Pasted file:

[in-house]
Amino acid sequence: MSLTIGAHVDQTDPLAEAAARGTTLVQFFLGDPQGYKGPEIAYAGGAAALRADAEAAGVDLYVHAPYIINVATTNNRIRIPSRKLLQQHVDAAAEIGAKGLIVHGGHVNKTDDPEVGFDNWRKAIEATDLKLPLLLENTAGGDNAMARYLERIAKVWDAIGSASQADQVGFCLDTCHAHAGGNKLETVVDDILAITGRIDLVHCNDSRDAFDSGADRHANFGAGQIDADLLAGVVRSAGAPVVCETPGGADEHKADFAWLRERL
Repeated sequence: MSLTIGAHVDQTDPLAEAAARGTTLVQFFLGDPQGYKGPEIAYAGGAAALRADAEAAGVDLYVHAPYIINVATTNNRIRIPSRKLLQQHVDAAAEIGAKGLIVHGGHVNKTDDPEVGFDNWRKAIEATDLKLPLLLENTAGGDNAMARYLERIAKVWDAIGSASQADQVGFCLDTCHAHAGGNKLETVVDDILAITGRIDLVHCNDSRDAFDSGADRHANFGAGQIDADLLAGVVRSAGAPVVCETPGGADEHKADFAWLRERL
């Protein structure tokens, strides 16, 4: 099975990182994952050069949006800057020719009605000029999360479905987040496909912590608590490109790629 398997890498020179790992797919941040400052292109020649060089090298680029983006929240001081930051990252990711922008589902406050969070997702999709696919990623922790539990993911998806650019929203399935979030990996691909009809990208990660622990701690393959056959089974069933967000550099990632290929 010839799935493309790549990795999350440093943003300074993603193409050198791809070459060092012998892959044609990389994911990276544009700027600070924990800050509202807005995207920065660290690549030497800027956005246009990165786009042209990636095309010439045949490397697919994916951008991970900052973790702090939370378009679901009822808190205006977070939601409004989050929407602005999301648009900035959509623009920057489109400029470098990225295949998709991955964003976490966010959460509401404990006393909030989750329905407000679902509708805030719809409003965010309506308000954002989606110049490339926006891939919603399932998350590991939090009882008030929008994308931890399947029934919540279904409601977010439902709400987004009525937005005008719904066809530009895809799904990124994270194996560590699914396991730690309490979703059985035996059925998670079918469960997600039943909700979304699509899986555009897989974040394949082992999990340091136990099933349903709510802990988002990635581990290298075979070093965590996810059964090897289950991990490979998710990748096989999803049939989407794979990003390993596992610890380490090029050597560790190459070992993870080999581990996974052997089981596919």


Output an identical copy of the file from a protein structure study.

[in-house]
Amino acid sequence: MSLTIGAHVDQTDPLAEAAARGTTLVQFFLGDPQGYKGPEIAYAGGAAALRADAEAAGVDLYVHAPYIINVATTNNRIRIPSRKLLQQHVDAAAEIGAKGLIVHGGHVNKTDDPEVGFDNWRKAIEATDLKLPLLLENTAGGDNAMARYLERIAKVWDAIGSASQADQVGFCLDTCHAHAGGNKLETVVDDILAITGRIDLVHCNDSRDAFDSGADRHANFGAGQIDADLLAGVVRSAGAPVVCETPGGADEHKADFAWLRERL
Repeated sequence: MSLTIGAHVDQTDPLAEAAARGTTLVQFFLGDPQGYKGPEIAYAGGAAALRADAEAAGVDLYVHAPYIINVATTNNRIRIPSRKLLQQHVDAAAEIGAKGLIVHGGHVNKTDDPEVGFDNWRKAIEATDLKLPLLLENTAGGDNAMARYLERIAKVWDAIGSASQADQVGFCLDTCHAHAGGNKLETVVDDILAITGRIDLVHCNDSRDAFDSGADRHANFGAGQIDADLLAGVVRSAGAPVVCETPGGADEHKADFAWLRERL
């Protein structure tokens, strides 16, 4: 099975990182994952050069949006800057020719009605000029999360479905987040496909912590608590490109790629 398997890498020179790992797919941040400052292109020649060089090298680029983006929240001081930051990252990711922008589902406050969070997702999709696919990623922790539990993911998806650019929203399935979030990996691909009809990208990660622990701690393959056959089974069933967000550099990632290929 010839799935493309790549990795999350440093943003300074993603193409050198791809070459060092012998892959044609990389994911990276544009700027600070924990800050509202807005995207920065660290690549030497800027956005246009990165786009042209990636095309010439045949490397697919994916951008991970900052973790702090939370378009679901009822808190205006977070939601409004989050929407602005999301648009900035959509623009920057489109400029470098990225295949998709991955964003976490966010959460509401404990006393909030989750329905407000679902509708805030719809409003965010309506308000954002989606110049490339926006891939919603399932998350590991939090009882008030929008994308931890399947029934919540279904409601977010439902709400987004009525937005005008719904066809530009895809799904990124994270194996560590699914396991730690309490979703059985035996059925998670079918469960997600039943909700979304699509899986555009897989974040394949082992999990340091136990099933349903709510802990988002990635581990290298075979070093965590996810059964090897289950991990490979998710990748096989999803049939989407794979990003390993596992610890380490090029050597560790190459070992993870080999581990996974052997089981596919």